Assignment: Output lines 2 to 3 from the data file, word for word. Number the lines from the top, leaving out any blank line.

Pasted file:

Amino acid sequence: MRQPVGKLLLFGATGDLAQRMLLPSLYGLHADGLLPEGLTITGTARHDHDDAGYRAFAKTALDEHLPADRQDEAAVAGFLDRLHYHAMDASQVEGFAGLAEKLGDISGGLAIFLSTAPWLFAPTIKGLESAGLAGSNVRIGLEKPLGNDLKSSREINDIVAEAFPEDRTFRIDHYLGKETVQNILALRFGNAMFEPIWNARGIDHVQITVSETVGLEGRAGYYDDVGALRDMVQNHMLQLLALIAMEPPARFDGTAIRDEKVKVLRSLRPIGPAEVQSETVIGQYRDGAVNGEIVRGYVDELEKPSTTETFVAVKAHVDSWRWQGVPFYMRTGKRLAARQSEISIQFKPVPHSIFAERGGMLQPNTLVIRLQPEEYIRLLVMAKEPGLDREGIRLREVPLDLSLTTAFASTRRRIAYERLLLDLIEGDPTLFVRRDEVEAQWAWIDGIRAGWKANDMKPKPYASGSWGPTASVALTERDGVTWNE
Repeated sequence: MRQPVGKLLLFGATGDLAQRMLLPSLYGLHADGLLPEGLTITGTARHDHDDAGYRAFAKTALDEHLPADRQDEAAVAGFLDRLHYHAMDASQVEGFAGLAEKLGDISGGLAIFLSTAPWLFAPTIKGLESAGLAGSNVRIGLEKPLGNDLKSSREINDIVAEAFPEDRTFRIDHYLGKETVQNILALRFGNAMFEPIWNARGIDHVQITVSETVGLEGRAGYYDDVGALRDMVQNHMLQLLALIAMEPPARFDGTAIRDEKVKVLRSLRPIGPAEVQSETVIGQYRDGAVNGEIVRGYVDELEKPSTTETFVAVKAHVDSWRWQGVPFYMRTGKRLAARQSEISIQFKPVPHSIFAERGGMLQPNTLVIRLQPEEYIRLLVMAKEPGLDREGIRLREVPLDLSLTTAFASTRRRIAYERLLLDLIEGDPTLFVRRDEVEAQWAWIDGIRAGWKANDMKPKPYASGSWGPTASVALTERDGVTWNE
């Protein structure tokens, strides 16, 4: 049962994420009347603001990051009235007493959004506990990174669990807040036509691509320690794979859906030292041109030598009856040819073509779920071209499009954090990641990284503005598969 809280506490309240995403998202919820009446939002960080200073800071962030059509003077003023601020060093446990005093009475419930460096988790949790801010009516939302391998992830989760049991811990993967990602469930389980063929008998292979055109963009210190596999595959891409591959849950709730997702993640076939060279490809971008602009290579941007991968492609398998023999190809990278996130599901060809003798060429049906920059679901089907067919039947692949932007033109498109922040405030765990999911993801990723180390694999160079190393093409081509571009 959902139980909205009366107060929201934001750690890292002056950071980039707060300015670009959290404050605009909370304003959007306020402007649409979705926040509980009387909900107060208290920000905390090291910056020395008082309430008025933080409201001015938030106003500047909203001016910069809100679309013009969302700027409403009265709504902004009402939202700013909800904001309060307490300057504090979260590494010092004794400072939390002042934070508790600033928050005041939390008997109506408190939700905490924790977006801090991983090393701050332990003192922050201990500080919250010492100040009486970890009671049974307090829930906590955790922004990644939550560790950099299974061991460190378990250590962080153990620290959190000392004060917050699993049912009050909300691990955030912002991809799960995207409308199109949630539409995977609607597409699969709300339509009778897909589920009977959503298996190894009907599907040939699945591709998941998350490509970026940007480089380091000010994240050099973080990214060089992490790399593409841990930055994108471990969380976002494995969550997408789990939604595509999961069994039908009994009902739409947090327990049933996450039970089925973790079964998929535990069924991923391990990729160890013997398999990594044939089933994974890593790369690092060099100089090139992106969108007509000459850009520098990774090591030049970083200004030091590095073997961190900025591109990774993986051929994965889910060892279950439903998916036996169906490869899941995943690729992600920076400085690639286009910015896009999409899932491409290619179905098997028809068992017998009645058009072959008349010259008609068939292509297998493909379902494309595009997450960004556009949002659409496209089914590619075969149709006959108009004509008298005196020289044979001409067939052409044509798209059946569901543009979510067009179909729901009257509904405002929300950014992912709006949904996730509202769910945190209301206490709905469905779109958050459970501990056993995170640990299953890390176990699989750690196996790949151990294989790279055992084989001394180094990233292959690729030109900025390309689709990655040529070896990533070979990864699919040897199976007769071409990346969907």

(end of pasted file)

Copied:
Repeated sequence: MRQPVGKLLLFGATGDLAQRMLLPSLYGLHADGLLPEGLTITGTARHDHDDAGYRAFAKTALDEHLPADRQDEAAVAGFLDRLHYHAMDASQVEGFAGLAEKLGDISGGLAIFLSTAPWLFAPTIKGLESAGLAGSNVRIGLEKPLGNDLKSSREINDIVAEAFPEDRTFRIDHYLGKETVQNILALRFGNAMFEPIWNARGIDHVQITVSETVGLEGRAGYYDDVGALRDMVQNHMLQLLALIAMEPPARFDGTAIRDEKVKVLRSLRPIGPAEVQSETVIGQYRDGAVNGEIVRGYVDELEKPSTTETFVAVKAHVDSWRWQGVPFYMRTGKRLAARQSEISIQFKPVPHSIFAERGGMLQPNTLVIRLQPEEYIRLLVMAKEPGLDREGIRLREVPLDLSLTTAFASTRRRIAYERLLLDLIEGDPTLFVRRDEVEAQWAWIDGIRAGWKANDMKPKPYASGSWGPTASVALTERDGVTWNE
């Protein structure tokens, strides 16, 4: 049962994420009347603001990051009235007493959004506990990174669990807040036509691509320690794979859906030292041109030598009856040819073509779920071209499009954090990641990284503005598969 809280506490309240995403998202919820009446939002960080200073800071962030059509003077003023601020060093446990005093009475419930460096988790949790801010009516939302391998992830989760049991811990993967990602469930389980063929008998292979055109963009210190596999595959891409591959849950709730997702993640076939060279490809971008602009290579941007991968492609398998023999190809990278996130599901060809003798060429049906920059679901089907067919039947692949932007033109498109922040405030765990999911993801990723180390694999160079190393093409081509571009 959902139980909205009366107060929201934001750690890292002056950071980039707060300015670009959290404050605009909370304003959007306020402007649409979705926040509980009387909900107060208290920000905390090291910056020395008082309430008025933080409201001015938030106003500047909203001016910069809100679309013009969302700027409403009265709504902004009402939202700013909800904001309060307490300057504090979260590494010092004794400072939390002042934070508790600033928050005041939390008997109506408190939700905490924790977006801090991983090393701050332990003192922050201990500080919250010492100040009486970890009671049974307090829930906590955790922004990644939550560790950099299974061991460190378990250590962080153990620290959190000392004060917050699993049912009050909300691990955030912002991809799960995207409308199109949630539409995977609607597409699969709300339509009778897909589920009977959503298996190894009907599907040939699945591709998941998350490509970026940007480089380091000010994240050099973080990214060089992490790399593409841990930055994108471990969380976002494995969550997408789990939604595509999961069994039908009994009902739409947090327990049933996450039970089925973790079964998929535990069924991923391990990729160890013997398999990594044939089933994974890593790369690092060099100089090139992106969108007509000459850009520098990774090591030049970083200004030091590095073997961190900025591109990774993986051929994965889910060892279950439903998916036996169906490869899941995943690729992600920076400085690639286009910015896009999409899932491409290619179905098997028809068992017998009645058009072959008349010259008609068939292509297998493909379902494309595009997450960004556009949002659409496209089914590619075969149709006959108009004509008298005196020289044979001409067939052409044509798209059946569901543009979510067009179909729901009257509904405002929300950014992912709006949904996730509202769910945190209301206490709905469905779109958050459970501990056993995170640990299953890390176990699989750690196996790949151990294989790279055992084989001394180094990233292959690729030109900025390309689709990655040529070896990533070979990864699919040897199976007769071409990346969907």